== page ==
Since it’s Sunday, and we’re all required by law to be lazy unless we have permission to work, I like to skip any lengthy preamble and instead list out some of the big, important historical events that took place on this day in history. There were some big ones today, and we’ll kick this list off with one of the most famous speeches in American history:
- 1863 – Gettysburg Address: Perhaps the most famous event on this date, President Abraham Lincoln delivered the Gettysburg Address during the American Civil War. This short speech, given at the dedication of the Soldiers’ National Cemetery in Gettysburg, Pennsylvania, is one of the most revered in American history.
- 1493 – Discovery of Puerto Rico: Explorer Christopher Columbus, on his second voyage to the New World, discovered the island that would be named Puerto Rico.
- 1942 – World War II, Battle of Stalingrad: Soviet forces launched Operation Uranus, a major counteroffensive during the Battle of Stalingrad. This operation marked a turning point in the Eastern Front, leading to the eventual defeat of the German forces in Stalingrad.
- 1950 – US General Eisenhower Becomes NATO Commander: Dwight D. Eisenhower, who would later become the President of the United States, was appointed as the Supreme Commander of the newly formed NATO forces in Europe.
- 1969 – Apollo 12 Moon Landing: The second manned mission to the moon, Apollo 12, successfully landed on the lunar surface. Astronauts Charles Conrad and Alan Bean conducted two moonwalks during this mission.
- 1985 – Cold War: Geneva Summit: U.S. President Ronald Reagan and Soviet General Secretary Mikhail Gorbachev met for the first time, in Geneva, to discuss international diplomatic relations and the arms race, marking a significant step in thawing Cold War tensions.
- 2002 – North Atlantic Treaty Organization Expansion: At the Prague summit, NATO invited seven Eastern European countries to join the alliance. This was one of the largest expansions of NATO in its history.
- 2013 – Euromaidan Protests in Ukraine: A wave of demonstrations and civil unrest began in Ukraine, which would eventually lead to the 2014 Ukrainian revolution. The protests started in response to the government’s decision to suspend the signing of an association agreement with the European Union.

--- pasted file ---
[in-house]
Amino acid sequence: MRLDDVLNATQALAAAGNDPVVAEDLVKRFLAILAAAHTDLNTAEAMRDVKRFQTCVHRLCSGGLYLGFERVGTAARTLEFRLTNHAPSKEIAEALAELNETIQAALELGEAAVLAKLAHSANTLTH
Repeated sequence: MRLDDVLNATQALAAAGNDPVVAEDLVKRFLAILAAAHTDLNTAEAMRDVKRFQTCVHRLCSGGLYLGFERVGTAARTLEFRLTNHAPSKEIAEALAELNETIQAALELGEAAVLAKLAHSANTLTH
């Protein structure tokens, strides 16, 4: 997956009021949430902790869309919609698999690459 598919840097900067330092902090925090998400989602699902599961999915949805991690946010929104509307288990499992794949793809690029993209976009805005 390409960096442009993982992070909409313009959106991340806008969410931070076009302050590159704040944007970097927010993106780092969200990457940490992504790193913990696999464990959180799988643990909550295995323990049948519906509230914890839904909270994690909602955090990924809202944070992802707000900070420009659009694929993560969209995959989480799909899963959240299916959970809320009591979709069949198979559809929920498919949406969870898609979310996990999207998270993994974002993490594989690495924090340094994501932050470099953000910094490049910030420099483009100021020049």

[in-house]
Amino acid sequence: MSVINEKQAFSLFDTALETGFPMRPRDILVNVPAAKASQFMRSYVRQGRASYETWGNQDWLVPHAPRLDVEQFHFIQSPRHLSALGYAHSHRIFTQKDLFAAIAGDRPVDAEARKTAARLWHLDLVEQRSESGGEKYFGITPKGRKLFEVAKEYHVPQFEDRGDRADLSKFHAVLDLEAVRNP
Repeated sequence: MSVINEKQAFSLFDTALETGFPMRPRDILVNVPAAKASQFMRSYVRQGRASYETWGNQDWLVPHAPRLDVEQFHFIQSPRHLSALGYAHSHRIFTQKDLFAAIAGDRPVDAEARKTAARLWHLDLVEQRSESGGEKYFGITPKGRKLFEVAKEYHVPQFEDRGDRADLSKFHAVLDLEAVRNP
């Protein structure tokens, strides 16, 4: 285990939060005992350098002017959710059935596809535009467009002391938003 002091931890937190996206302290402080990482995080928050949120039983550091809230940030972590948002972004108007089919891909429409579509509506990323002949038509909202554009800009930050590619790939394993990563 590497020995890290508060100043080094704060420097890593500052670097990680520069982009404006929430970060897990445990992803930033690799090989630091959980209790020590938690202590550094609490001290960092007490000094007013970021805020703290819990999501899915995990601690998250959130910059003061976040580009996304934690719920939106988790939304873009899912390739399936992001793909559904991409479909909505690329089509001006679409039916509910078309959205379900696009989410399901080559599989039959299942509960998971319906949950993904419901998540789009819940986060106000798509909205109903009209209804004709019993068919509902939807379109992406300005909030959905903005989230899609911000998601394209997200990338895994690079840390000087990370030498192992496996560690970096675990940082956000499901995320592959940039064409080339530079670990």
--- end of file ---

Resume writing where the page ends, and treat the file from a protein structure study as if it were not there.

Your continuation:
Now that we’ve basked in the warm glow of history, let’s do this Wordle!
How To Solve Today’s Word
The Hint: Line.
The Clue: This is a vowel-intensive word.
See yesterday’s Wordle #880 right here.
Wordle Bot Analysis
After each Wordle I solve I head over to the Wordle Bot homepage to see how my guessing game was.
I was quite lucky today, though my opening guess-flare—didn’t really do much for me. One lousy green ‘E’ and 136 words remaining.
Scion left me with no new boxes, neither green nor yellow, but I knew that only ‘E’ and ‘U’ remained as vowels, and was pretty sure ‘Y’ was out of the running given where the ‘E’ was located.
I figured, let’s pick a word that uses as many vowels as possible and see what sticks, so I came up with queue thinking it would just nudge me a little closer to the Wordle, what with two E’s and two U’s. Imagine my surprise when each box turned up green! Pretty dang lucky!
I get 1 point for guessing in three and 1 point for beating the Bot, who guessed in four. 2 points! Huzzah!!
Today’s Wordle Etymology
The word “queue” comes from the French word of the same spelling, which means “tail” or “end line.” Its use in English dates back to the late 15th century. The French term, in turn, comes from the Latin word “coda” or “cauda,” which also means “tail.” Over time, the word evolved in English to specifically refer to a line of people or vehicles waiting their turn. The pronunciation of “queue” in English, which is akin to just the letter ‘Q’, is a result of the word’s adaptation and simplification in English phonetics.
Play Competitive Wordle Against Me!
I’ve been playing a cutthroat game of PvP Wordle against my nemesis Wordle But. Now you should play against me! I can be your nemesis! (And your helpful Wordle guide, of course). You can also play against the Bot if you have a New York Times subscription.
Here are the rules:
- 1 point for getting the Wordle in 3 guesses.
- 2 points for getting it in 2 guesses.
- 3 points for getting it in 1 guess.
- 1 point for beating me
- 0 points for getting it in 4 guesses.
- -1 point for getting it in 5 guesses.
- -2 points for getting it in 6 guesses.
- -3 points for losing.
- -1 point for losing to me
You can either keep a running tally of your score if that’s your jam or just play day-to-day if you prefer.
Read the full article here